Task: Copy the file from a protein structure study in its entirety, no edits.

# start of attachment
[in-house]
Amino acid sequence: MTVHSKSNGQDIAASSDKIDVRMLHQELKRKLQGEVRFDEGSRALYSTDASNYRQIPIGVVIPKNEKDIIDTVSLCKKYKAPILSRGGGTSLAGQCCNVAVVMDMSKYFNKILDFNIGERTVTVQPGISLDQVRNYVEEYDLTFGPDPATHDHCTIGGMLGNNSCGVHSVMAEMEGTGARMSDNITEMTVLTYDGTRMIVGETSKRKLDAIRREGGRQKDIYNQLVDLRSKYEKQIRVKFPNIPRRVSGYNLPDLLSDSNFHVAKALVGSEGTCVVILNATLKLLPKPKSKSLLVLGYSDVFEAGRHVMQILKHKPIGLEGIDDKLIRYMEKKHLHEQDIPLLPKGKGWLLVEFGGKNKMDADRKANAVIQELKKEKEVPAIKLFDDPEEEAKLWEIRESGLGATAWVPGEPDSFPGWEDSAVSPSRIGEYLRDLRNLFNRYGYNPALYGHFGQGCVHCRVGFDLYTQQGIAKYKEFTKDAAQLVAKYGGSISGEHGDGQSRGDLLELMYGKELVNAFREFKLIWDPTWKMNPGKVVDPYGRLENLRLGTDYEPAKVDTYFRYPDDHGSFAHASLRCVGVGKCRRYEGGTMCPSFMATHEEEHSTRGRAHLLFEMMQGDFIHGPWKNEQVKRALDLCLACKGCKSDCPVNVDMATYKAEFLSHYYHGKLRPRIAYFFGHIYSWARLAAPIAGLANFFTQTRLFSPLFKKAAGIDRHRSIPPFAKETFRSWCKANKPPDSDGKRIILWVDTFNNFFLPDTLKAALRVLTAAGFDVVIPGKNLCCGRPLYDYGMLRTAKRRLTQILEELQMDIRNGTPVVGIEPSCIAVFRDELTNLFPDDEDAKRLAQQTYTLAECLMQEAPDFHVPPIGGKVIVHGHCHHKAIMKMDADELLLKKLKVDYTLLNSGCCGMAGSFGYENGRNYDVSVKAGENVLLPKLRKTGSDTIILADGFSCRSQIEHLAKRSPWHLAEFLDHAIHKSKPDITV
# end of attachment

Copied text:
[in-house]
Amino acid sequence: MTVHSKSNGQDIAASSDKIDVRMLHQELKRKLQGEVRFDEGSRALYSTDASNYRQIPIGVVIPKNEKDIIDTVSLCKKYKAPILSRGGGTSLAGQCCNVAVVMDMSKYFNKILDFNIGERTVTVQPGISLDQVRNYVEEYDLTFGPDPATHDHCTIGGMLGNNSCGVHSVMAEMEGTGARMSDNITEMTVLTYDGTRMIVGETSKRKLDAIRREGGRQKDIYNQLVDLRSKYEKQIRVKFPNIPRRVSGYNLPDLLSDSNFHVAKALVGSEGTCVVILNATLKLLPKPKSKSLLVLGYSDVFEAGRHVMQILKHKPIGLEGIDDKLIRYMEKKHLHEQDIPLLPKGKGWLLVEFGGKNKMDADRKANAVIQELKKEKEVPAIKLFDDPEEEAKLWEIRESGLGATAWVPGEPDSFPGWEDSAVSPSRIGEYLRDLRNLFNRYGYNPALYGHFGQGCVHCRVGFDLYTQQGIAKYKEFTKDAAQLVAKYGGSISGEHGDGQSRGDLLELMYGKELVNAFREFKLIWDPTWKMNPGKVVDPYGRLENLRLGTDYEPAKVDTYFRYPDDHGSFAHASLRCVGVGKCRRYEGGTMCPSFMATHEEEHSTRGRAHLLFEMMQGDFIHGPWKNEQVKRALDLCLACKGCKSDCPVNVDMATYKAEFLSHYYHGKLRPRIAYFFGHIYSWARLAAPIAGLANFFTQTRLFSPLFKKAAGIDRHRSIPPFAKETFRSWCKANKPPDSDGKRIILWVDTFNNFFLPDTLKAALRVLTAAGFDVVIPGKNLCCGRPLYDYGMLRTAKRRLTQILEELQMDIRNGTPVVGIEPSCIAVFRDELTNLFPDDEDAKRLAQQTYTLAECLMQEAPDFHVPPIGGKVIVHGHCHHKAIMKMDADELLLKKLKVDYTLLNSGCCGMAGSFGYENGRNYDVSVKAGENVLLPKLRKTGSDTIILADGFSCRSQIEHLAKRSPWHLAEFLDHAIHKSKPDITV